That's always been my issue. It's not the racing in and of itself, when on the course I'm usually having a great time. It's the cumulative grind that comes from doing more or less the same exact thing over and over again. I can't tell you the number of times I've been talking with the other people I sail with about a given race and we struggle to place which regatta it was part of.

 

On the other hand it generally costs even more money to be competitive in distance racing so there is that trade-off.

 

 

 

 

What I don't understand is the reluctance to have any course other than w/l, with a start to weather. Why not have downwind starts from time to time. Triangle and/or gold cup courses. A day race around government marks. The way we promote sailing, even to ourselves, is like the old Saturday Night Live skit about the store that sold only one type of scotch tape - that was the ONLY thing they sold. Aren't we smarter than this? (I guess not).

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We used to have a rotating race committee and one guy had no clue about course setup. He put up all the boards he had in random order and the course was like a bowl of spaghetti that got thrown on a chart of the river. We had a couple of legs in there what were maybe 50 yards long. We were ROFLMAO the whole way around the course, but did have a word with the RC after :lol:

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Do people really think W/L racing is to blame for the decline in PHRF? Maybe short course get in as many as you can is. I wonder if a few less races on longer WL courses would be a better fit. Triangles these days with all of the newer boats wouldn't seem to be the answer and i damn well know that 25 mile triangles are not it. Maybe we just go back to government marks and set something crazy all over the place.

 

Me i just think its money and time and not so much the course

In my opinion W/L is adding to the decline in racing in general, regardless of handicap system. Take the Mass Bay schedule for instance. There are 10 north shore qualifying regattas, of which 9 are generally W/L and the other is an overnight distance race. There are 8 qualifiers on the South Shore, and 3 are generally W/L and the other 5 are round islands or government marks.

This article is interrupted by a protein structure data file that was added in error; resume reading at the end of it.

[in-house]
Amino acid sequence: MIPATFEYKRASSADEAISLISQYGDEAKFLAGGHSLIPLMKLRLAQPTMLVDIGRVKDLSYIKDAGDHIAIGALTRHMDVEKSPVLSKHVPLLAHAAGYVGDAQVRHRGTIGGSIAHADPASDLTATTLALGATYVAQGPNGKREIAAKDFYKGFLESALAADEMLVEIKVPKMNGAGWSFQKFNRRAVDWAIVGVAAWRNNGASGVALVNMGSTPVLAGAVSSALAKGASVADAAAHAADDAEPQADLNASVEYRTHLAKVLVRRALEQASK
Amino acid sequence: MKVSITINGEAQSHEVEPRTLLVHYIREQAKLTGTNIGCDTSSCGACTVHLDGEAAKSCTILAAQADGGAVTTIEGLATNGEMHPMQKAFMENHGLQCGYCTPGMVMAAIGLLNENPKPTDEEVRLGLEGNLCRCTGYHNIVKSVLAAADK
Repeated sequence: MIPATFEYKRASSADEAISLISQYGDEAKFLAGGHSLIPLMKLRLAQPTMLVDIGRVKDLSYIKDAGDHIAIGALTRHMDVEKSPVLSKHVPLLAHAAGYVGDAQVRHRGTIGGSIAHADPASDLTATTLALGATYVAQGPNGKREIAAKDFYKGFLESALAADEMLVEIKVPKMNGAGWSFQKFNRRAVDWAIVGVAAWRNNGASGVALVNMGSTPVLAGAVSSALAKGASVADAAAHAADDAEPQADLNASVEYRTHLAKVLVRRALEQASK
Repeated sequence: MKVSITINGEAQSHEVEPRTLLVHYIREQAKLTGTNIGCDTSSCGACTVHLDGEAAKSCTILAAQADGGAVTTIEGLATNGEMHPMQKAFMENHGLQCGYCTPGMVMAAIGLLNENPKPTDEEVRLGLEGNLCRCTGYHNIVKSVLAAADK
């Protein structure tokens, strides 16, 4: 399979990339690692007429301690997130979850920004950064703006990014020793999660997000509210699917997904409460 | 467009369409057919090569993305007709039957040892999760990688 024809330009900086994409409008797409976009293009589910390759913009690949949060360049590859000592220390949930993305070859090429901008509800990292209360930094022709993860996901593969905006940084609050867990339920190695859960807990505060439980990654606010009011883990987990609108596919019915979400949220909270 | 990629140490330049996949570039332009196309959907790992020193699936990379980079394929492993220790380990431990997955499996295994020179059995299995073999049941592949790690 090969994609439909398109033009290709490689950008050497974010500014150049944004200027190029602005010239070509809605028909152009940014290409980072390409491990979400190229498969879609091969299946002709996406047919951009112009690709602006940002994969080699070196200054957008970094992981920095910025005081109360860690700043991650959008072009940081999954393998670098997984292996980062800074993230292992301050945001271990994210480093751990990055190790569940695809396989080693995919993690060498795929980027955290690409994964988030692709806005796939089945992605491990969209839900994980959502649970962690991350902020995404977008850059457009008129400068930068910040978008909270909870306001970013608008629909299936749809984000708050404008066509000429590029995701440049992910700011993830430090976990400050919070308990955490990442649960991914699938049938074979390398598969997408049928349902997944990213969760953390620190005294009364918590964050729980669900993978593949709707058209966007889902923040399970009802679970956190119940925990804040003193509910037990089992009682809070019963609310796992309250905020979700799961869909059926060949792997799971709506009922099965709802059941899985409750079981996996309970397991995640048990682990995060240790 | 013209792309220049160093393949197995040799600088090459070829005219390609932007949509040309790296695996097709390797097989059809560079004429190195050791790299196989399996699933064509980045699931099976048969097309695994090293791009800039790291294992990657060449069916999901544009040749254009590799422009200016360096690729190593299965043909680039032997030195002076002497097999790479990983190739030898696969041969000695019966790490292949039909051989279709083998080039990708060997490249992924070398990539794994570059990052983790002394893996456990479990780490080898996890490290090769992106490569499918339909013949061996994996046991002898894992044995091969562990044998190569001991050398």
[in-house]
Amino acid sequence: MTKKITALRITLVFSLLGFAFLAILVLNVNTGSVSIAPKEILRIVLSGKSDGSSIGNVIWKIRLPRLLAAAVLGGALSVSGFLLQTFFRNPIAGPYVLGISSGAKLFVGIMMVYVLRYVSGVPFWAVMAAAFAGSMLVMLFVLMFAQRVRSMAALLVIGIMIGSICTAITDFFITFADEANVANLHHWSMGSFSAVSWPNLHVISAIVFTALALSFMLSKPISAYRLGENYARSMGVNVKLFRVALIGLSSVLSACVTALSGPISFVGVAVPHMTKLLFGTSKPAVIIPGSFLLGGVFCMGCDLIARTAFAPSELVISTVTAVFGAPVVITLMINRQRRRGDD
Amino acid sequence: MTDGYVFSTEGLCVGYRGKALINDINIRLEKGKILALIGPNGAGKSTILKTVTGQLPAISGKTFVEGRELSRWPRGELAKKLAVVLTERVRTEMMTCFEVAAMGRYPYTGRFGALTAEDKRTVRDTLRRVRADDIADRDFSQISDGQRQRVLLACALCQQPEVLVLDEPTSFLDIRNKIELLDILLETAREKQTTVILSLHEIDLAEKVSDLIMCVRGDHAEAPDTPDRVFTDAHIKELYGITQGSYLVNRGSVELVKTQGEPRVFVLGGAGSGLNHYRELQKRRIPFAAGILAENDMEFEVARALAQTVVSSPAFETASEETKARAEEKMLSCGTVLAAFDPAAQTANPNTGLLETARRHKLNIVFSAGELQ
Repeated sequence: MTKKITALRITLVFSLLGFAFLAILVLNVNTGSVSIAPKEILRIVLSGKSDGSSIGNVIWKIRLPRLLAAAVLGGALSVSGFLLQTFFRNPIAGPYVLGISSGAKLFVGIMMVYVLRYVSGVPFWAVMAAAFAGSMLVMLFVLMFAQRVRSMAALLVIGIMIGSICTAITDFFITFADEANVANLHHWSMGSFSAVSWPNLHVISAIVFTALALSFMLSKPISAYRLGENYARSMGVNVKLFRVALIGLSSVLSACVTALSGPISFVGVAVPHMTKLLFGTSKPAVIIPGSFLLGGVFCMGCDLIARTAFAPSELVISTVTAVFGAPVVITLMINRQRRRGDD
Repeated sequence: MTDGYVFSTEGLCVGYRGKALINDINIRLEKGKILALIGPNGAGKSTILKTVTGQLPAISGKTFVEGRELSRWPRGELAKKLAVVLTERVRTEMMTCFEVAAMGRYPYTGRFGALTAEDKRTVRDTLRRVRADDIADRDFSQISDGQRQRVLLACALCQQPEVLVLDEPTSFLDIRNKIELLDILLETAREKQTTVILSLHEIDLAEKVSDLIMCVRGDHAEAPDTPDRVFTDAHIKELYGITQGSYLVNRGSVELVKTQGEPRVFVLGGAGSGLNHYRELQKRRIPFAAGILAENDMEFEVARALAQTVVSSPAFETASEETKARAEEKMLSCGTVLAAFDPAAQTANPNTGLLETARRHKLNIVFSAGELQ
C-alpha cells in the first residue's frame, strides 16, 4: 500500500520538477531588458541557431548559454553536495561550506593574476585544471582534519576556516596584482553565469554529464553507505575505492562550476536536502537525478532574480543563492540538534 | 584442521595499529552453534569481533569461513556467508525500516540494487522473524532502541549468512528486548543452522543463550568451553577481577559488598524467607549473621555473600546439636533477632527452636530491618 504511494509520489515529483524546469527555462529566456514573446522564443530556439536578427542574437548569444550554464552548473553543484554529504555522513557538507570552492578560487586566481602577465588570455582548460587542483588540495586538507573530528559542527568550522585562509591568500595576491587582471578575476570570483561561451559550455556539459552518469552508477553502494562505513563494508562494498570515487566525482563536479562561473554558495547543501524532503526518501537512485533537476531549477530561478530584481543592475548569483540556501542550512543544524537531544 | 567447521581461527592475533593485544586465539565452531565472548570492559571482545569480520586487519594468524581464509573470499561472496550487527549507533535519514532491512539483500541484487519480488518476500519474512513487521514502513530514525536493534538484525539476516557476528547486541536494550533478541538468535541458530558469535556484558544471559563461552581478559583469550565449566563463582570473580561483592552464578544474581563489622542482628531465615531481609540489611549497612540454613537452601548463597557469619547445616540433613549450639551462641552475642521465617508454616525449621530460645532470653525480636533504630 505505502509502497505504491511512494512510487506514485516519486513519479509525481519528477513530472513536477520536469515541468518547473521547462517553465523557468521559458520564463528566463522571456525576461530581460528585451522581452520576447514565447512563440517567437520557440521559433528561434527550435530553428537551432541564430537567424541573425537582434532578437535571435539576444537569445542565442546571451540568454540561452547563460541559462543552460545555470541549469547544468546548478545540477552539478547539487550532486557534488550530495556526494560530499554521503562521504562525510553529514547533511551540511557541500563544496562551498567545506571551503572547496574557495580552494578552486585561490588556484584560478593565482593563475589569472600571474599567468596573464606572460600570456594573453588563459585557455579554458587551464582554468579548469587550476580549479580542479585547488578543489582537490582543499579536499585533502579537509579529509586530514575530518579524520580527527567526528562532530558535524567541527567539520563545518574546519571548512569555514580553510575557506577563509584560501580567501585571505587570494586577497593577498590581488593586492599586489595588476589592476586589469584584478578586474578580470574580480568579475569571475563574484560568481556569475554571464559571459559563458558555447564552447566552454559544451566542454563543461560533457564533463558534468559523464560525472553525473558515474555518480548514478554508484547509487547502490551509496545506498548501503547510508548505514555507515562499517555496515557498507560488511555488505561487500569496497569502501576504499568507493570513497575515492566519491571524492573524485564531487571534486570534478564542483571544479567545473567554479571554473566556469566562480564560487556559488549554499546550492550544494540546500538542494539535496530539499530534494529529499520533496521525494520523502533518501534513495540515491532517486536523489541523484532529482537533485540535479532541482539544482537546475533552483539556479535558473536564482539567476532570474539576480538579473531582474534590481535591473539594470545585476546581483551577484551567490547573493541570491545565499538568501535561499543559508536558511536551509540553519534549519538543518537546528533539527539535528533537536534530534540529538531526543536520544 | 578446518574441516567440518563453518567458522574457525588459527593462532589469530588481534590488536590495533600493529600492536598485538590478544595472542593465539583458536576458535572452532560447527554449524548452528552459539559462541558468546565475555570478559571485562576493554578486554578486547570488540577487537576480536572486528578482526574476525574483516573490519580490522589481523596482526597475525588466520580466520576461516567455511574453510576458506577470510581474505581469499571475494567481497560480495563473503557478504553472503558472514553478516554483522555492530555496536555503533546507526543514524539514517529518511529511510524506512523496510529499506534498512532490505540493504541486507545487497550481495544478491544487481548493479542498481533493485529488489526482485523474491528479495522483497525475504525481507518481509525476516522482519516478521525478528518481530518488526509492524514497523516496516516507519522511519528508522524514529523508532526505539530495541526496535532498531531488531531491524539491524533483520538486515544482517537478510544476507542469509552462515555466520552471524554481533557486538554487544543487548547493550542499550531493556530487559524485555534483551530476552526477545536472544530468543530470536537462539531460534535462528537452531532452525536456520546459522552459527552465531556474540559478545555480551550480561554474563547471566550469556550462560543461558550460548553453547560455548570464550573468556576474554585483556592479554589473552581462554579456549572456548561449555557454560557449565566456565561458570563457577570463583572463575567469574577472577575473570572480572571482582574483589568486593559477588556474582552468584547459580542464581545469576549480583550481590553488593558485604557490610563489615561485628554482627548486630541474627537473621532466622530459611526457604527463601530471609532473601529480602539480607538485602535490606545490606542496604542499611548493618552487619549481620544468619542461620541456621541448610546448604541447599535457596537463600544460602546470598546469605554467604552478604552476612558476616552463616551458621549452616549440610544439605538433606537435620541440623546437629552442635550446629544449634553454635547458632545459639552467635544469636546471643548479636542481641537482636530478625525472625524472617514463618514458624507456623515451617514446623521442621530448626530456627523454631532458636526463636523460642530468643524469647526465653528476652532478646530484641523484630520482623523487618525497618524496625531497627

So 12 regattas, around 15 days of racing, 3 races per day, 2 laps per race. 90 sets and douses... BIRW is 4 days of W/L and one RTI and everyone looks forward to the RTI. I can't believe I'm the only one who thinks racing two lap W/L and then getting 10 minutes to shove a sandwich down your throat before you do it all over again turns into a grind.

 

 

That's always been my issue. It's not the racing in and of itself, when on the course I'm usually having a great time. It's the cumulative grind that comes from doing more or less the same exact thing over and over again. I can't tell you the number of times I've been talking with the other people I sail with about a given race and we struggle to place which regatta it was part of.

 

On the other hand it generally costs even more money to be competitive in distance racing so there is that trade-off.

 

 

 

 

What I don't understand is the reluctance to have any course other than w/l, with a start to weather. Why not have downwind starts from time to time. Triangle and/or gold cup courses. A day race around government marks. The way we promote sailing, even to ourselves, is like the old Saturday Night Live skit about the store that sold only one type of scotch tape - that was the ONLY thing they sold. Aren't we smarter than this? (I guess not).

 

You think you have rating bitches now bring back a heap of random leg stuff with modern sport boats and all other grades of boat design mismatch and hang on. The rating system will have to evolve to a three rating system like SoCal then i'm all in. If not those boats that go the same speed no matter which way you point them are going to be really pissed when the paint gets sucked off the side by a sport boat screaming by on a nice 20 knot reach

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Do people really think W/L racing is to blame for the decline in PHRF? Maybe short course get in as many as you can is. I wonder if a few less races on longer WL courses would be a better fit. Triangles these days with all of the newer boats wouldn't seem to be the answer and i damn well know that 25 mile triangles are not it. Maybe we just go back to government marks and set something crazy all over the place.